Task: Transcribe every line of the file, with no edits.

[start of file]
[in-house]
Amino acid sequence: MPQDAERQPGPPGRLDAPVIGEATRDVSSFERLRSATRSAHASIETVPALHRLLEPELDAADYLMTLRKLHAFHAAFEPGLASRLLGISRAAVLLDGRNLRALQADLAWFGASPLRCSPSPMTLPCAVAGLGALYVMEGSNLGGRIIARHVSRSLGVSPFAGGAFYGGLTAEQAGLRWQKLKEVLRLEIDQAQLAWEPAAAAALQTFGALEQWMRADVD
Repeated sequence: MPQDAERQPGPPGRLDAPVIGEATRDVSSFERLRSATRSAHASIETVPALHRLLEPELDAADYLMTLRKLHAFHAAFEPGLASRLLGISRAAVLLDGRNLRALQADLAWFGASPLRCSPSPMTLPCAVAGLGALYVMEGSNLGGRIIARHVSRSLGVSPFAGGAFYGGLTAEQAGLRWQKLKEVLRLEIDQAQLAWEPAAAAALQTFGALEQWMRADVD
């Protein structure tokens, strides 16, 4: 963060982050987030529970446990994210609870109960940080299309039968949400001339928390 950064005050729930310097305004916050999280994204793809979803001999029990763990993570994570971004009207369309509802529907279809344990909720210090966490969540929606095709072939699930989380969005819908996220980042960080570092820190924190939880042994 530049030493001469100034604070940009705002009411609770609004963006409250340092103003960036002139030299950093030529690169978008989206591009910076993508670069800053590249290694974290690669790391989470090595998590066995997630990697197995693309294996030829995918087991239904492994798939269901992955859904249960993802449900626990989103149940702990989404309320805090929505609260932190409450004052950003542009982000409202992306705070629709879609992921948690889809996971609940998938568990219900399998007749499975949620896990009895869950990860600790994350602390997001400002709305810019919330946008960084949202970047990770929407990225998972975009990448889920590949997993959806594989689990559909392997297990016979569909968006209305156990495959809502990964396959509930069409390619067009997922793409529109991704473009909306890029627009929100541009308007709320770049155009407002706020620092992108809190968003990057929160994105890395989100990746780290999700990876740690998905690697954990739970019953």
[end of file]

[in-house]
Amino acid sequence: MPQDAERQPGPPGRLDAPVIGEATRDVSSFERLRSATRSAHASIETVPALHRLLEPELDAADYLMTLRKLHAFHAAFEPGLASRLLGISRAAVLLDGRNLRALQADLAWFGASPLRCSPSPMTLPCAVAGLGALYVMEGSNLGGRIIARHVSRSLGVSPFAGGAFYGGLTAEQAGLRWQKLKEVLRLEIDQAQLAWEPAAAAALQTFGALEQWMRADVD
Repeated sequence: MPQDAERQPGPPGRLDAPVIGEATRDVSSFERLRSATRSAHASIETVPALHRLLEPELDAADYLMTLRKLHAFHAAFEPGLASRLLGISRAAVLLDGRNLRALQADLAWFGASPLRCSPSPMTLPCAVAGLGALYVMEGSNLGGRIIARHVSRSLGVSPFAGGAFYGGLTAEQAGLRWQKLKEVLRLEIDQAQLAWEPAAAAALQTFGALEQWMRADVD
């Protein structure tokens, strides 16, 4: 963060982050987030529970446990994210609870109960940080299309039968949400001339928390 950064005050729930310097305004916050999280994204793809979803001999029990763990993570994570971004009207369309509802529907279809344990909720210090966490969540929606095709072939699930989380969005819908996220980042960080570092820190924190939880042994 530049030493001469100034604070940009705002009411609770609004963006409250340092103003960036002139030299950093030529690169978008989206591009910076993508670069800053590249290694974290690669790391989470090595998590066995997630990697197995693309294996030829995918087991239904492994798939269901992955859904249960993802449900626990989103149940702990989404309320805090929505609260932190409450004052950003542009982000409202992306705070629709879609992921948690889809996971609940998938568990219900399998007749499975949620896990009895869950990860600790994350602390997001400002709305810019919330946008960084949202970047990770929407990225998972975009990448889920590949997993959806594989689990559909392997297990016979569909968006209305156990495959809502990964396959509930069409390619067009997922793409529109991704473009909306890029627009929100541009308007709320770049155009407002706020620092992108809190968003990057929160994105890395989100990746780290999700990876740690998905690697954990739970019953």